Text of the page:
One of the biggest mistakes a company can make when launching a product or service to an international audience is to think that it’s all about translating words.Let me explain.Translation is what any number of web apps do when you type in a word or sentence and it tells you the meaning:
If you’re a more analogue sort (or traveling somewhere with a dodgy internet connection), this is probably the method you use:
Having a basic understanding of a word can be enough to get by. It can ensure you don’t order something in a restaurant that you’ll regret later. It can help you build goodwill through the magic of knowing how to greet someone in their own language and how to say please and thank you. But translation is functional, it’s not how you build relationships or trust.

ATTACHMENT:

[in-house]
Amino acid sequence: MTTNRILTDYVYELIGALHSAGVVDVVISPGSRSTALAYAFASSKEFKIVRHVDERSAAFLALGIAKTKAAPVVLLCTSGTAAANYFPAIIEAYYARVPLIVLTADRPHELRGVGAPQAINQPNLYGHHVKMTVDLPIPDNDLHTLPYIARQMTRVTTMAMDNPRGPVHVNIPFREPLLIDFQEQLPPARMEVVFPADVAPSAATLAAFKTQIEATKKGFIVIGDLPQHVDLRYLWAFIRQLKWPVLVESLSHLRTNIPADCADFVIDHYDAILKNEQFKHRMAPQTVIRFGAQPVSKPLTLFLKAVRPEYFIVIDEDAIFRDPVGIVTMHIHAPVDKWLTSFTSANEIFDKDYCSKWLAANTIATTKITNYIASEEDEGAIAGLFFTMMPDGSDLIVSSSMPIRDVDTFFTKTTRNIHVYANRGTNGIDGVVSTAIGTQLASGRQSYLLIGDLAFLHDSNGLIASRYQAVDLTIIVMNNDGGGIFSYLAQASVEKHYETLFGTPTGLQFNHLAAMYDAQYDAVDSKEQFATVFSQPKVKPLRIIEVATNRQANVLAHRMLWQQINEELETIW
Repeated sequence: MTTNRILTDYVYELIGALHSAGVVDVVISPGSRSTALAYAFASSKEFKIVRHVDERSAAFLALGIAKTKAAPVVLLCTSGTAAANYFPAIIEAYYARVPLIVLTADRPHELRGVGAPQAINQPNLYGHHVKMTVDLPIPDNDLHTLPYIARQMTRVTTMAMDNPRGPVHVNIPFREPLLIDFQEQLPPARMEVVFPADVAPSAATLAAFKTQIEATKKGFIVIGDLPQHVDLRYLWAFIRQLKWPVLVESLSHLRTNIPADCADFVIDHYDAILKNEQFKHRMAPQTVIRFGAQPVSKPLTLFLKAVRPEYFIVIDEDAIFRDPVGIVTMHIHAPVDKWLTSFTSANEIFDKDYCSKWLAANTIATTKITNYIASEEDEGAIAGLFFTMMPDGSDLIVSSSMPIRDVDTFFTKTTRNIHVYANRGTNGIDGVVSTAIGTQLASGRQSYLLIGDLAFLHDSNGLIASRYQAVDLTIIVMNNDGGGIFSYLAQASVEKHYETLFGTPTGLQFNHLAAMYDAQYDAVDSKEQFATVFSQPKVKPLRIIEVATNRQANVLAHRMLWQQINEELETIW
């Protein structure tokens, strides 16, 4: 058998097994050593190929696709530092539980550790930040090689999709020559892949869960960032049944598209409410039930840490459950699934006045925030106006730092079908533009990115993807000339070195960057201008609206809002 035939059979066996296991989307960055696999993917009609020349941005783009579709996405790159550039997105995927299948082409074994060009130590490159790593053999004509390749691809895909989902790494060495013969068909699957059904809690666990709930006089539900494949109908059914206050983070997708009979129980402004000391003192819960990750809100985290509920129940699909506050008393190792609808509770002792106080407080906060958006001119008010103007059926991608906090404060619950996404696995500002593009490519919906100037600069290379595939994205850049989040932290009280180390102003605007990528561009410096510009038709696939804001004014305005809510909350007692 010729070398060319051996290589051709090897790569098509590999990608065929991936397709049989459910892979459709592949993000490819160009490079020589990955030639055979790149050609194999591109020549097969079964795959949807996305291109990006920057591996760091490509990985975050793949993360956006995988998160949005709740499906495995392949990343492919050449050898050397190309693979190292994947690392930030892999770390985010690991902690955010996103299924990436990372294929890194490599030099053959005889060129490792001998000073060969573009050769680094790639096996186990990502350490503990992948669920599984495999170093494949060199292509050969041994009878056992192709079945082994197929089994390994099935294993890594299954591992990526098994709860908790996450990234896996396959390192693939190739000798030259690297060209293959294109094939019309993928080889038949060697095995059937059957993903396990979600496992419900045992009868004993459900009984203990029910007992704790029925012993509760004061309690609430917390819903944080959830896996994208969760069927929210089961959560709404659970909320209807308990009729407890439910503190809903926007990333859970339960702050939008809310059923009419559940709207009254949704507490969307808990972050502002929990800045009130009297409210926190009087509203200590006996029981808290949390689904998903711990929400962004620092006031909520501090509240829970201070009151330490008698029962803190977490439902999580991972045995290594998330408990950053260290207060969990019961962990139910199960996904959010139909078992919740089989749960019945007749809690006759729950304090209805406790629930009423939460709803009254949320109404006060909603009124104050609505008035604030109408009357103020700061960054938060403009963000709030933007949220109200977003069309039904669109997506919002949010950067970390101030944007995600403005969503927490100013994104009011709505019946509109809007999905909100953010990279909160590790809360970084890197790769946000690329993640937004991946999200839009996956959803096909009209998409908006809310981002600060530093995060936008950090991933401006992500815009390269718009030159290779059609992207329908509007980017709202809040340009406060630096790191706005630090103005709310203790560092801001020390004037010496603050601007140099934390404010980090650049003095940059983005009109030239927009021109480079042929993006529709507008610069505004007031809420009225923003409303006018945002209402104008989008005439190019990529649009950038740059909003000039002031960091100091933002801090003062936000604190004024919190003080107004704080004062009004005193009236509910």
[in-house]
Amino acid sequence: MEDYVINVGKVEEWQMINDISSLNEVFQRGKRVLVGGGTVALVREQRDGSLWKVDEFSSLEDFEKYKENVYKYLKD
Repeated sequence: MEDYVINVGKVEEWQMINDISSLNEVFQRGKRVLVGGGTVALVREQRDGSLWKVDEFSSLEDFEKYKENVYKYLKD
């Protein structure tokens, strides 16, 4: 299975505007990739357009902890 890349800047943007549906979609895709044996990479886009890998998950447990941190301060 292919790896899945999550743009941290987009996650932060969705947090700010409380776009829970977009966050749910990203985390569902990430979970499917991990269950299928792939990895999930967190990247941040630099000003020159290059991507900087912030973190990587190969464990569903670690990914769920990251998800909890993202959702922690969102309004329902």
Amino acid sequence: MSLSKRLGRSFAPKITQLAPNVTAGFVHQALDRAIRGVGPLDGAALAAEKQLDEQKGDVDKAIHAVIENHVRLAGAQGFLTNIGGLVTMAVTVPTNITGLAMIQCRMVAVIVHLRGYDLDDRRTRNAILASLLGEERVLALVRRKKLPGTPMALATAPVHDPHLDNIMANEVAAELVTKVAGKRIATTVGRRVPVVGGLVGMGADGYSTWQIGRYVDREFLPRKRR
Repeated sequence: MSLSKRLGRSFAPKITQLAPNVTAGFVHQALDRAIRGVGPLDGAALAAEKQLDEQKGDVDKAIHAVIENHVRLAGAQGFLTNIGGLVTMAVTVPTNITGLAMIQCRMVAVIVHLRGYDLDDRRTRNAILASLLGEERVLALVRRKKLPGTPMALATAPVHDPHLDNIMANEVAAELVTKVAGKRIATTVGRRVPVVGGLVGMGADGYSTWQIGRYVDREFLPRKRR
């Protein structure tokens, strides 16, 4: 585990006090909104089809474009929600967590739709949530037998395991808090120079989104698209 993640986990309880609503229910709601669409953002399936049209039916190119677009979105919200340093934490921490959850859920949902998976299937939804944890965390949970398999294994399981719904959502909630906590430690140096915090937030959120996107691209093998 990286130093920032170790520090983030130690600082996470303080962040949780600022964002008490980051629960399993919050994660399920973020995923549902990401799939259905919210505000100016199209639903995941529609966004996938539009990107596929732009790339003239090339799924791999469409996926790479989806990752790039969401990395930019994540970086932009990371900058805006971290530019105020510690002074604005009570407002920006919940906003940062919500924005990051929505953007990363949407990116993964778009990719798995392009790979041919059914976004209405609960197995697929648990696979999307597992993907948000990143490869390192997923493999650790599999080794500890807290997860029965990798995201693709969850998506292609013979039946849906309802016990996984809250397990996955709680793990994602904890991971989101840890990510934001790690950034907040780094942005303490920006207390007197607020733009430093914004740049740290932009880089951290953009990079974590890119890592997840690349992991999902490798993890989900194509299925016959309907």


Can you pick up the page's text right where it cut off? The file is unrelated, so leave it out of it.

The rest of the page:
English is my first language, but as a Canadian I studied French pretty intensively in primary school. Until I was 14 years old, I took the vast majority of my classes in French including subjects like history, science and maths. Now, decades later, I find myself living in a small village in the south of France where the accent, idioms and dialect are different from what I learned in the Canadian prairies. In person I can mostly mime my way through conversations, but I fall into a panic when the telephone rings.
Despite my ability to conjugate French verbs or the size of my vocabulary, my brain struggles to understand what I hear and read. So when someone says something like “avoir des lettres”, my brain translates it to “have the letters”, which doesn’t mean anything to me. My ability to translate words does not help me understand the cultural context or meaning of the expression. (It’s the French version of saying someone is “well read”).